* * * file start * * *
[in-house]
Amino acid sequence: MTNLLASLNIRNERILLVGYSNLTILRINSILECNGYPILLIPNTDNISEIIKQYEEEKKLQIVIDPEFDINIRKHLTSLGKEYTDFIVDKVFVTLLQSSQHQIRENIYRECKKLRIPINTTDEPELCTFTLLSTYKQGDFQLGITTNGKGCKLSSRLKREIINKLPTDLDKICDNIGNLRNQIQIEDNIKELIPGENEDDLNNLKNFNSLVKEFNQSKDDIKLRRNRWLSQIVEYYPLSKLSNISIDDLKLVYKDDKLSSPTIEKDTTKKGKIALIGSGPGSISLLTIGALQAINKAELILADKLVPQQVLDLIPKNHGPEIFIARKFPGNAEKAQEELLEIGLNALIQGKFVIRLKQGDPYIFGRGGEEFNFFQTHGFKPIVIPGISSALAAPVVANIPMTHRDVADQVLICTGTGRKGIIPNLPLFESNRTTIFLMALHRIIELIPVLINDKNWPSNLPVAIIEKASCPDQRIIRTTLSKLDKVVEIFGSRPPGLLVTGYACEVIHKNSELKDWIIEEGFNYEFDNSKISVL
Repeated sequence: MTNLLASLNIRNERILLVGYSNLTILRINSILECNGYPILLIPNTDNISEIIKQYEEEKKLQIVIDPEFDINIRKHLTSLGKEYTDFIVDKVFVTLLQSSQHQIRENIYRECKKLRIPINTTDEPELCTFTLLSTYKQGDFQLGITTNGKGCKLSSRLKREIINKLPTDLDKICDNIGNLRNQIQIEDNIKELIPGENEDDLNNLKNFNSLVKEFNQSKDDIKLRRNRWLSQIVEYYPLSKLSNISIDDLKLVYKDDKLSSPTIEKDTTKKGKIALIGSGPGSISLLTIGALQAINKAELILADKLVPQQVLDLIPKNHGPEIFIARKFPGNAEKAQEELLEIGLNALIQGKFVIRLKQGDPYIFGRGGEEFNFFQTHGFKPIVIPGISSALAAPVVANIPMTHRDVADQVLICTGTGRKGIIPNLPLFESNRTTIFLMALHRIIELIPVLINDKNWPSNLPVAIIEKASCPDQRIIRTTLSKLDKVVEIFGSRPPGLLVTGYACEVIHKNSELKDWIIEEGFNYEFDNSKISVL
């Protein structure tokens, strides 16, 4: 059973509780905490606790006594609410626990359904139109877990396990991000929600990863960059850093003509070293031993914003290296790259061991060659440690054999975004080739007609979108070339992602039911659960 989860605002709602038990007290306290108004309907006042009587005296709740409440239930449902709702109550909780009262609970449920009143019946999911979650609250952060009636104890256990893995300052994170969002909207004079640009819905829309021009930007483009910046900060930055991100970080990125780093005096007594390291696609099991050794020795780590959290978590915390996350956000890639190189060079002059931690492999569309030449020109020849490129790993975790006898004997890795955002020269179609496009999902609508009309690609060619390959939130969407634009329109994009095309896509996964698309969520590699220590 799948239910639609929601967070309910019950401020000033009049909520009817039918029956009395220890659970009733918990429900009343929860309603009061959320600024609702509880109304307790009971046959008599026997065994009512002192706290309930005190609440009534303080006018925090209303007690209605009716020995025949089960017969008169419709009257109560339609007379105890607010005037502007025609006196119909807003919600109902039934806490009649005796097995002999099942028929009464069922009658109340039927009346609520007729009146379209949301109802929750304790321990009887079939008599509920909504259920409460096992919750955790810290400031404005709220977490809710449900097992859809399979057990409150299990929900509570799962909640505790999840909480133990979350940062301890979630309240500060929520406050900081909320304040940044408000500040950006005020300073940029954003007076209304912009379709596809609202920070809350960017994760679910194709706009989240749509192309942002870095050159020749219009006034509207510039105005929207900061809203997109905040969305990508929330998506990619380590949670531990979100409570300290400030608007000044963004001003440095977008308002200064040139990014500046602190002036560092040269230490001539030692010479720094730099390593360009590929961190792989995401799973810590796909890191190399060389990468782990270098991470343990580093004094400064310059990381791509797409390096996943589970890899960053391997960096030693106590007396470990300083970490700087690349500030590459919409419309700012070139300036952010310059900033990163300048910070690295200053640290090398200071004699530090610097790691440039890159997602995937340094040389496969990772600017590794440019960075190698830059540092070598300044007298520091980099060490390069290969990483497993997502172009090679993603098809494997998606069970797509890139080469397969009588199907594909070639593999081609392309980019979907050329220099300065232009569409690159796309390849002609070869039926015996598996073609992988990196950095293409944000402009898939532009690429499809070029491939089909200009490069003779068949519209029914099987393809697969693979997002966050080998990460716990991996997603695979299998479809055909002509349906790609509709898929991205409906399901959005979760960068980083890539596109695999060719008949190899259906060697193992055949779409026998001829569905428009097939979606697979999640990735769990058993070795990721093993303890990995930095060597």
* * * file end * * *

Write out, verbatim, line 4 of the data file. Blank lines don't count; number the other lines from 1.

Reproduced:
């Protein structure tokens, strides 16, 4: 059973509780905490606790006594609410626990359904139109877990396990991000929600990863960059850093003509070293031993914003290296790259061991060659440690054999975004080739007609979108070339992602039911659960 989860605002709602038990007290306290108004309907006042009587005296709740409440239930449902709702109550909780009262609970449920009143019946999911979650609250952060009636104890256990893995300052994170969002909207004079640009819905829309021009930007483009910046900060930055991100970080990125780093005096007594390291696609099991050794020795780590959290978590915390996350956000890639190189060079002059931690492999569309030449020109020849490129790993975790006898004997890795955002020269179609496009999902609508009309690609060619390959939130969407634009329109994009095309896509996964698309969520590699220590 799948239910639609929601967070309910019950401020000033009049909520009817039918029956009395220890659970009733918990429900009343929860309603009061959320600024609702509880109304307790009971046959008599026997065994009512002192706290309930005190609440009534303080006018925090209303007690209605009716020995025949089960017969008169419709009257109560339609007379105890607010005037502007025609006196119909807003919600109902039934806490009649005796097995002999099942028929009464069922009658109340039927009346609520007729009146379209949301109802929750304790321990009887079939008599509920909504259920409460096992919750955790810290400031404005709220977490809710449900097992859809399979057990409150299990929900509570799962909640505790999840909480133990979350940062301890979630309240500060929520406050900081909320304040940044408000500040950006005020300073940029954003007076209304912009379709596809609202920070809350960017994760679910194709706009989240749509192309942002870095050159020749219009006034509207510039105005929207900061809203997109905040969305990508929330998506990619380590949670531990979100409570300290400030608007000044963004001003440095977008308002200064040139990014500046602190002036560092040269230490001539030692010479720094730099390593360009590929961190792989995401799973810590796909890191190399060389990468782990270098991470343990580093004094400064310059990381791509797409390096996943589970890899960053391997960096030693106590007396470990300083970490700087690349500030590459919409419309700012070139300036952010310059900033990163300048910070690295200053640290090398200071004699530090610097790691440039890159997602995937340094040389496969990772600017590794440019960075190698830059540092070598300044007298520091980099060490390069290969990483497993997502172009090679993603098809494997998606069970797509890139080469397969009588199907594909070639593999081609392309980019979907050329220099300065232009569409690159796309390849002609070869039926015996598996073609992988990196950095293409944000402009898939532009690429499809070029491939089909200009490069003779068949519209029914099987393809697969693979997002966050080998990460716990991996997603695979299998479809055909002509349906790609509709898929991205409906399901959005979760960068980083890539596109695999060719008949190899259906060697193992055949779409026998001829569905428009097939979606697979999640990735769990058993070795990721093993303890990995930095060597």